Simulating the Air Quality Impact of Prescribed Fires Using a Graph Neural Network-Based PM2.5 Emissions Forecasting System (Papers Track) Spotlight
Kyleen Liao (Saratoga High School); Jatan Buch (Columbia University); Kara D. Lamb (Columbia University); Pierre Gentine (Columbia University)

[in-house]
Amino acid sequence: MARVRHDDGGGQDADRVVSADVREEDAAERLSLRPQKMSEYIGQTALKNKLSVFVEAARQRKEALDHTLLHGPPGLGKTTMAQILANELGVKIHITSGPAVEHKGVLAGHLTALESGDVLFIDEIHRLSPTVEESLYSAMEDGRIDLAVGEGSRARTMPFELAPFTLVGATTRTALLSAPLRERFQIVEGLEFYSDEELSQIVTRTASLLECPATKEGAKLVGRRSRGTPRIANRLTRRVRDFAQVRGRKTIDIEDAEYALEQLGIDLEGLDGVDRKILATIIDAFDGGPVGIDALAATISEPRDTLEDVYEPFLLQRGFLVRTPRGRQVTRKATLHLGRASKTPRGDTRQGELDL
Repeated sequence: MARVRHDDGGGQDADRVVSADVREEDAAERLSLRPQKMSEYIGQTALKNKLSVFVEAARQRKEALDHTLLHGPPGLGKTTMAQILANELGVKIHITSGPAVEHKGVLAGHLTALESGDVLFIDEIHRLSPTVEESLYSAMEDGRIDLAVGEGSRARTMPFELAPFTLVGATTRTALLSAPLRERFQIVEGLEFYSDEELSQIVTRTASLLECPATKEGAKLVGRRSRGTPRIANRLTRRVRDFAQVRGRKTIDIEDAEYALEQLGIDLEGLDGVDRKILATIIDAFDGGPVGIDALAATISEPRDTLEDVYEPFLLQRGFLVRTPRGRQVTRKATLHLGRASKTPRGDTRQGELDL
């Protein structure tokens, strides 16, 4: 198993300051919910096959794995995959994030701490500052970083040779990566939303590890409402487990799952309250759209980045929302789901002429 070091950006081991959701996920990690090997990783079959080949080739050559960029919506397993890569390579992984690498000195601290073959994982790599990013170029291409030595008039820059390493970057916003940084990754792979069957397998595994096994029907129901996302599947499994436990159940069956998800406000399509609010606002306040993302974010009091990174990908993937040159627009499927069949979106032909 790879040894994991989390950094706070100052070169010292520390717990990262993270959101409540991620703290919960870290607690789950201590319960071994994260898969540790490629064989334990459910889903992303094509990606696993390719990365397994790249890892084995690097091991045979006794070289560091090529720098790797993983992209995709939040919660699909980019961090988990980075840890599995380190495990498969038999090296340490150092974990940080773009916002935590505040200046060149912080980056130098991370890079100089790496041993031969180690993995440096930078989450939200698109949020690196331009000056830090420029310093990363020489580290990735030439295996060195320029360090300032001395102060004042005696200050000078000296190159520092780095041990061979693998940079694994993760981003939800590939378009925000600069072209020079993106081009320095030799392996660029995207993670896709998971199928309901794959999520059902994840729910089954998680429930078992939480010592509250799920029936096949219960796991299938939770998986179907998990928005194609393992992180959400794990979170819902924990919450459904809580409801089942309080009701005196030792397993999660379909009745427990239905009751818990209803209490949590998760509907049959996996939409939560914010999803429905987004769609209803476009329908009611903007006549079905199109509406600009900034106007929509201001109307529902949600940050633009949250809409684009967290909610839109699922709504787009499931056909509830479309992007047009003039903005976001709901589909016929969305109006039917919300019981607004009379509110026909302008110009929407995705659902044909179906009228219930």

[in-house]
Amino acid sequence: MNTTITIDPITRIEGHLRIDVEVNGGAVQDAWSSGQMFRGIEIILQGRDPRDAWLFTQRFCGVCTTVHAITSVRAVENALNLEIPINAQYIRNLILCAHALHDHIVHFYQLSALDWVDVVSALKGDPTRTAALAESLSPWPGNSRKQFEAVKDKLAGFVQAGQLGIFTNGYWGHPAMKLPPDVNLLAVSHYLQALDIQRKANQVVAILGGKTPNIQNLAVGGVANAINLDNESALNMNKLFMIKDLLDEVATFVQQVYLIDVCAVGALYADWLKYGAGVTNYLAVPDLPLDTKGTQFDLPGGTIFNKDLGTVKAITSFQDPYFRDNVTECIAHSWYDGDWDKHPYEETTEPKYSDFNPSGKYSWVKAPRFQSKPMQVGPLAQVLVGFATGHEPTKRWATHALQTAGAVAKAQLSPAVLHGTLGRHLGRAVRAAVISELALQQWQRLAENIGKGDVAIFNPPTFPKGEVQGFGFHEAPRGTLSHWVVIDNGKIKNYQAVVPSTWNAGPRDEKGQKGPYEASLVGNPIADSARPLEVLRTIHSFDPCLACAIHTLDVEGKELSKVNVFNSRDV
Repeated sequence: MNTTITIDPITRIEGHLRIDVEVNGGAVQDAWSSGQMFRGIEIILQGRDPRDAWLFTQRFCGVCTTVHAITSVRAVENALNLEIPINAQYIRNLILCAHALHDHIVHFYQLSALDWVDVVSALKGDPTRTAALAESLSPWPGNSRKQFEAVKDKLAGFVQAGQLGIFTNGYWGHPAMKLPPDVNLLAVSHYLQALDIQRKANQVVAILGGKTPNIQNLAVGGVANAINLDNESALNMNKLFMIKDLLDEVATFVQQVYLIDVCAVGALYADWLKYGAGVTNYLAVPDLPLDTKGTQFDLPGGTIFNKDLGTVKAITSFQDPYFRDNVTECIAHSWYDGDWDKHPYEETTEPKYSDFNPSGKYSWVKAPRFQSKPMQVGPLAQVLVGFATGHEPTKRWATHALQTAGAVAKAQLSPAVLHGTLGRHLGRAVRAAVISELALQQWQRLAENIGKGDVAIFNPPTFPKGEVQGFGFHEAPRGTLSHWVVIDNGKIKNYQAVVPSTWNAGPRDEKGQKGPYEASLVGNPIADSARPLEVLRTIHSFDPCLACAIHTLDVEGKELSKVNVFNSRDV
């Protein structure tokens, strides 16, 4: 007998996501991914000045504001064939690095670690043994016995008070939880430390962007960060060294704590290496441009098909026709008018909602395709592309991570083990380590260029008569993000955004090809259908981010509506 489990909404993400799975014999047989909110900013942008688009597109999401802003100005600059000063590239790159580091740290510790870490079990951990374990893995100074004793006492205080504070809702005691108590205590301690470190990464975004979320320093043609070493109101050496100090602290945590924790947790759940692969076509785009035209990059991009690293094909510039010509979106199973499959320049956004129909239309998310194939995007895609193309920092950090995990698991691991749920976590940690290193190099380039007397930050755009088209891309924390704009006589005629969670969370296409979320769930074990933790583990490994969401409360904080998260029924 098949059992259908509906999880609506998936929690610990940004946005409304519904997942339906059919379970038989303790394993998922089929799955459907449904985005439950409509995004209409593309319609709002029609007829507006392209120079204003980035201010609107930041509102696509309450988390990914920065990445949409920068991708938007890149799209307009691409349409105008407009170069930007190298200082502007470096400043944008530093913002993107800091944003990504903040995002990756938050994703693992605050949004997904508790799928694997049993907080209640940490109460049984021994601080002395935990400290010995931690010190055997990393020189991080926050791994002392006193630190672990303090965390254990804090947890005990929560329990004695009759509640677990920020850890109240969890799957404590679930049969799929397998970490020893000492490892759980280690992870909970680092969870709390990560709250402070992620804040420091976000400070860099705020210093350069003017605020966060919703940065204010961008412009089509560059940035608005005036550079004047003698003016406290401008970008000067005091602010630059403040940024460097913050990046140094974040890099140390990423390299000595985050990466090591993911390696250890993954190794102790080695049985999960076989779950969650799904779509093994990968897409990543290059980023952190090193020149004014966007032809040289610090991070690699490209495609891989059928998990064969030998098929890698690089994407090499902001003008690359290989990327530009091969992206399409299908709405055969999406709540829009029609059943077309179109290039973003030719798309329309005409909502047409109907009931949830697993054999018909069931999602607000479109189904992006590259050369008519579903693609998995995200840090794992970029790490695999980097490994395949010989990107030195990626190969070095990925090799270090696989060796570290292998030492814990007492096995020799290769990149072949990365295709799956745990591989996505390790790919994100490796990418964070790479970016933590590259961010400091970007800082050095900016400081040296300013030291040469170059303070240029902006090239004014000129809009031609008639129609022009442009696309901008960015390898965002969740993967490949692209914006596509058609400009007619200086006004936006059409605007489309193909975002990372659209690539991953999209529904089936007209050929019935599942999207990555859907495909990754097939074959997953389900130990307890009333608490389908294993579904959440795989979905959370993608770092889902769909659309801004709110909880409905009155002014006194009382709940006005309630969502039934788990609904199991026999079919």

The increasing size and severity of wildfires across western North America have generated dangerous levels of PM2.5 pollution in recent years. In a warming climate, expanding the use of prescribed fires is widely considered to be the most robust fire mitigation strategy. However, reliably forecasting the potential air quality impact from these prescribed fires, a critical ingredient in determining the fires’ location and time, at hourly to daily time scales remains a challenging problem. This paper proposes a novel integration of prescribed fire simulation with a spatio-temporal graph neural network-based PM2.5 forecasting model. The experiments in this work focus on determining the optimal time for implementing prescribed fires in California as well as quantifying the potential air quality trade-offs involved in conducting more prescribed fires outside the fire season.